Annie Johnson is the kind of person you'd probably want to get to know over a couple of beers especially if you're into craft beer.
For one thing, she has a refined palate and can dissect any beer in any style with the best of them. She's well traveled, has visited many of the world's best brewing regions and has been learning about great beer long before it was commonplace in the United States.
And since June, when her beer bested 3,400 other entries at the annual Homebrewers Conference in Philadelphia, she's the reigning "national home brewer of the year."
In other words, she knows her beer and she's brewing some of the best beer out of her east Sacramento home.
Johnson, 48, already well respected in the Sacramento area's tight-knit home brewing community, has raised her profile significantly since winning the prestigious title.
What's more, the personable and self-effacing Johnson is bringing new attention to the burgeoning Sacramento beer scene.
Recently, Johnson talked about her brewing background, her enthusiasm for well-made beer and while sipping a pint at Track 7 Brewing her observations on the recent beer boom in Sacramento. This was Johnson's first visit to the bustling craft brewery and taproom in an industrial area on the edge of Hollywood Park and Curtis Park.
"I love it," she said, looking around at Track 7's crowd shortly after the 5 p.m. opening. "This is what they've been doing in Oregon and Washington, all these roll-up doors. It's nice to see it in Sacramento."
Johnson, who has a career as an IT specialist, got her start in home brewing in the late 1990s when she bought her best friend a home brewing kit. The friend moved away, and Johnson thought she would try brewing on her own. Before long, she had figured out how to produce quality beer.
Like most good brewers, Johnson possessed several traits that made her successful. She learned the craft systematically, paid attention to details, corrected her mistakes and, most importantly, had an educated palate that could identify good beer from bad.
That palate comes from her late mother, Arlys, an accomplished singer, musician and teacher, who as a young woman performed at U.S. Army bases throughout Germany.
While in Germany, Arlys and her husband, Bob, decided to adopt a baby, who turned out to be Annie.
When Johnson came of age, her mother taught her plenty about the finer points of high quality beer.
"She was a very big beer and wine lover," said Johnson, whose mother died in 2009. "I inherited my love of beer from her. She always had good beer in the house."
With that foundation guiding her, Johnson started home brewing.
"I was focused," she said, when asked to explain how she progressed from beginner to expert. "I brewed on my own for a while and I put a beer in a local competition in 2001 and I won. In 2002, I started entering competitions around the country and was placing."
Soon, people were recognizing her name. She says that as a woman in a largely male endeavor, she had to work that much harder to earn respect.
"Now it's different," she said with a shrug. "When I mention something, people listen."
Indeed, when Johnson showed up recently to brew a new batch of beer at the popular home brewer's supply store Brew Ferment Distill (BFD), other home brewers stopped by to say hello and watch her work.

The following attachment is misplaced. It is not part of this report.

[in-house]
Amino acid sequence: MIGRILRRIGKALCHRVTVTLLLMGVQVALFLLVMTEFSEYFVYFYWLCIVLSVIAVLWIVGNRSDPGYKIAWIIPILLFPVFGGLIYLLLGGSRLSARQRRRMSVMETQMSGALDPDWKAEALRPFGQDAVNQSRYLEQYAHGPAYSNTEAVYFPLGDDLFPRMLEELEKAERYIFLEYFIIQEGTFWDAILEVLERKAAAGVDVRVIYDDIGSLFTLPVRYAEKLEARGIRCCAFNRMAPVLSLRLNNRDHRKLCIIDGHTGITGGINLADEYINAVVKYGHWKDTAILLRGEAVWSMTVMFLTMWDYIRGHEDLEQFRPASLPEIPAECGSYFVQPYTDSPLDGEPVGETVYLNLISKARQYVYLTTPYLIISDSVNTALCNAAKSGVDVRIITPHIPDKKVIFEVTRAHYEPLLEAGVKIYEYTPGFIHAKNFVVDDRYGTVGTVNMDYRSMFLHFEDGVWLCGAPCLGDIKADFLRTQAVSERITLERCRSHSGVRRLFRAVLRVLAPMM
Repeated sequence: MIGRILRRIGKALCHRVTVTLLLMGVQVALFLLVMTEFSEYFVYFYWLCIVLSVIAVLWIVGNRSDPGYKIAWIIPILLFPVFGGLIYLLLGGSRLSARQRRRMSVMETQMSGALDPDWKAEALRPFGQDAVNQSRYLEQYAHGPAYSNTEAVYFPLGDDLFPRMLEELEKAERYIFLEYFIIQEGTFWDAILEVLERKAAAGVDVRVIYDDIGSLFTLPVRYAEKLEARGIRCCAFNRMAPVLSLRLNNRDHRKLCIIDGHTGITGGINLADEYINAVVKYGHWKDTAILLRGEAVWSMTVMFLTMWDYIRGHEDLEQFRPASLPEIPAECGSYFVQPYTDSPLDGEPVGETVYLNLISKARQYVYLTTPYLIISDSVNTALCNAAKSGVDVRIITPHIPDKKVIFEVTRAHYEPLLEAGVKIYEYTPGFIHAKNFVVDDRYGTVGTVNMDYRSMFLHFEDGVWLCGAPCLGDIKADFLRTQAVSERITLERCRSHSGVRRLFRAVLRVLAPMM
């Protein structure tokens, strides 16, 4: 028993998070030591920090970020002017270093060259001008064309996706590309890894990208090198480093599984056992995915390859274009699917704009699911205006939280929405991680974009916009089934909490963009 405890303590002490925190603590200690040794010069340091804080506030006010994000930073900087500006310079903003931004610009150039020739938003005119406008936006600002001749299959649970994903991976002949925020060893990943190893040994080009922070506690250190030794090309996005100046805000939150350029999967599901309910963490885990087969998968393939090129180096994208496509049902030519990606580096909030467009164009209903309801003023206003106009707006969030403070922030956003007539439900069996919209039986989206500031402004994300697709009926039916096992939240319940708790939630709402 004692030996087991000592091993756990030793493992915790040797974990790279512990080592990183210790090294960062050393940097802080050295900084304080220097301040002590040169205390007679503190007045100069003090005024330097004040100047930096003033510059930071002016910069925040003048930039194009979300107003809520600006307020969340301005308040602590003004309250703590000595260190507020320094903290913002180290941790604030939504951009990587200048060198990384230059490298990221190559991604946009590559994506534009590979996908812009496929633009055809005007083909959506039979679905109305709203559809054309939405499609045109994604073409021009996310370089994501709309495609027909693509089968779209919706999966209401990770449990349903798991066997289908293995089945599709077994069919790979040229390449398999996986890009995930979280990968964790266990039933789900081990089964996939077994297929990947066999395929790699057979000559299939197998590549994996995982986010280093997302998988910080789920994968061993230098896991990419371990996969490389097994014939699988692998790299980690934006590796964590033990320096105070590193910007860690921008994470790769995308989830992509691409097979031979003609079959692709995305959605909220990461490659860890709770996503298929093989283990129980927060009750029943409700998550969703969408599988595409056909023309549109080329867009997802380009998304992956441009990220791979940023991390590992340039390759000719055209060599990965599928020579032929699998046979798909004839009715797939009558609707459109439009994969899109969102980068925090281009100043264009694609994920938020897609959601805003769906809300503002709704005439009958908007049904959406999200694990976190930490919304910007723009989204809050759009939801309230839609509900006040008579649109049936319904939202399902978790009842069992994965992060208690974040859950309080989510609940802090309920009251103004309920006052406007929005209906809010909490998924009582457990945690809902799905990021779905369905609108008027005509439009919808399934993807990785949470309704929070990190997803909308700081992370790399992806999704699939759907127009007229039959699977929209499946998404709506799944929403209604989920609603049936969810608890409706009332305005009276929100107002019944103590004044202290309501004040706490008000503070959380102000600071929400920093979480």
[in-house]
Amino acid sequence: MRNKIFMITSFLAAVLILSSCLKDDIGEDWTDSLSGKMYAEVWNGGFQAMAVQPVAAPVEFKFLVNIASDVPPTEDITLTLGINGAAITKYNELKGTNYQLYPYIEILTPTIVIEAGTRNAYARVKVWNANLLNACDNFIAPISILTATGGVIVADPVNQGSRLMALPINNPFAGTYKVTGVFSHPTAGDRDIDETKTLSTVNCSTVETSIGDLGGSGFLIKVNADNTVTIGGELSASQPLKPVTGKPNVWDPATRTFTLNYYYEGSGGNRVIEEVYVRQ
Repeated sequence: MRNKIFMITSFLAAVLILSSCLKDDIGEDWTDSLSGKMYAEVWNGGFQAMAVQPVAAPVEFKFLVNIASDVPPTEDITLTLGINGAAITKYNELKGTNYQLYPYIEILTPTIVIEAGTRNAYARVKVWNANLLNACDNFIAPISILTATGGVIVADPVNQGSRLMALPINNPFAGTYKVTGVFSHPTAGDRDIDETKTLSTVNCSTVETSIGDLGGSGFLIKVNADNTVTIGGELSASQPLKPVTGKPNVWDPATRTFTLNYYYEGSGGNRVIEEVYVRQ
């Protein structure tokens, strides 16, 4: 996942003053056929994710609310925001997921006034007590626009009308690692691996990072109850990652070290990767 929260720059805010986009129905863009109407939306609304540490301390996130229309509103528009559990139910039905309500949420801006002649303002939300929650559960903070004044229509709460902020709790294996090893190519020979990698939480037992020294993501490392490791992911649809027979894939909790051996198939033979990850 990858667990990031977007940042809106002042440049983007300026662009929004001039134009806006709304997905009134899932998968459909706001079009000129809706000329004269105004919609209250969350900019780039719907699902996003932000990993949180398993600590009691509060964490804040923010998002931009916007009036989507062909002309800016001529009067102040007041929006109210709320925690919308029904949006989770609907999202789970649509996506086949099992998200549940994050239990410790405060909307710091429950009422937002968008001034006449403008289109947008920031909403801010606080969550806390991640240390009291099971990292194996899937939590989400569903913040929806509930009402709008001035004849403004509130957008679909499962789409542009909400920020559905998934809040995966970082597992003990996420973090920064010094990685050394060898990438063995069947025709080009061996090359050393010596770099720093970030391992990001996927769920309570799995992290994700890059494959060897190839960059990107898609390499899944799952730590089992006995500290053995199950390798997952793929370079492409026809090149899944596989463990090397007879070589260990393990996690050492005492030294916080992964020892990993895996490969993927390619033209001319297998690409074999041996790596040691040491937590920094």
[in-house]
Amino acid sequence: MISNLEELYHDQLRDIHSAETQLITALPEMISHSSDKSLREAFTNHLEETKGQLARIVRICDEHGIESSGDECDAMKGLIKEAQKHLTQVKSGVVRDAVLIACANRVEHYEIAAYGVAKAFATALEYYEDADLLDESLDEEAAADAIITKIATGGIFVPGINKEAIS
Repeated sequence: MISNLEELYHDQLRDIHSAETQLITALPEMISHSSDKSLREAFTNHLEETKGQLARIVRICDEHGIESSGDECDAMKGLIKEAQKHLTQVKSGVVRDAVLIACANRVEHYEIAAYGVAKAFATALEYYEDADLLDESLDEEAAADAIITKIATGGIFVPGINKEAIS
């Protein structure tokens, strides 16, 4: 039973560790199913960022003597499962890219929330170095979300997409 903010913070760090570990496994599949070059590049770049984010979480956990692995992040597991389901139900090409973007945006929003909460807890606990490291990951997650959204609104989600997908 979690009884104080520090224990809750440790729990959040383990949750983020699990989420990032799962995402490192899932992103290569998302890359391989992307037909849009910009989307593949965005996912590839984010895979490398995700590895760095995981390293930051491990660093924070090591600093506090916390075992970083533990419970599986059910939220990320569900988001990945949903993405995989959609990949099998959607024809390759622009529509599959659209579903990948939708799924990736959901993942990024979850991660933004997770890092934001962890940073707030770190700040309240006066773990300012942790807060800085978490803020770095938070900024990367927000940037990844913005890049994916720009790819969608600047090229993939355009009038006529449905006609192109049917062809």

In this instance, Johnson was brewing a style of beer called a Belgian saison.
"It's from the French-speaking region of Belgium," she explained. "We are going to be traditional and get all of our spice from the yeast and the hops. The yeast strain I'm using really gives a nice profile."
Looking on was Mike Brennan, a longtime home brewer and member of a local brewing club called Underground Brew Squad.
"She's extraordinarily meticulous," Brennan said.
That Johnson won her national title with a light lager and bested beers from many bolder styles "there is an elegance to that, absolutely," he added.
Tim Clark, owner of Brew Ferment Distill, said there are about a dozen brewing clubs in the area and the numbers are growing. Johnson's victory will add to that momentum, he said.
"It's fantastic for us," Clark said of Johnson's win. "Sacramento doesn't have a lot of festivals, but we're becoming a brewing hub."
After her early successes, Johnson occasionally became frustrated that her beers weren't getting noticed. "Some competitions I would enter, and nothing would happen. It really crushed me," she said. "But I kept on brewing. I knew my beer was good and the judging was subjective."
Johnson has become an expert on lagers, a clean, straightforward style of beer where even subtle flaws are readily detected.
"In the last six years, I've done nothing but lagers for competition. It takes so long to perfect them picking a classic style and trying to make the beer taste just like it's supposed to taste."
When it comes to brewing, Johnson is a traditionalist. She'll take a style, learn its history, its flavor profiles and potential flaws, then proceed to brew and brew until she gets it right.
"I spent three years brewing nothing but Belgian beers. I was picking the ones that were the best and trying to make those. If I make a strong golden Belgian beer, I want it to have the meringue-like head and that sweet, candy-like sugar," she said. "I don't want to adulterate it. I want it to be traditional. I think that has helped me have a thorough understanding of a style. Then if I want to change it, I can do a hybrid."
Since winning the home brewing national title, Johnson said she has received an offer to open her own craft brewery, but, she said, "I don't think I have the stamina for that."
Instead, she wants to continue brewing at home, honing her recipes and sharing them with others.
She doesn't do it for the money. It's all about her love for good beer and her uncanny knack for brewing some of the best.
Call The Bee's Blair Anthony Robertson, (916) 321-1099. On Twitter, @Blarob.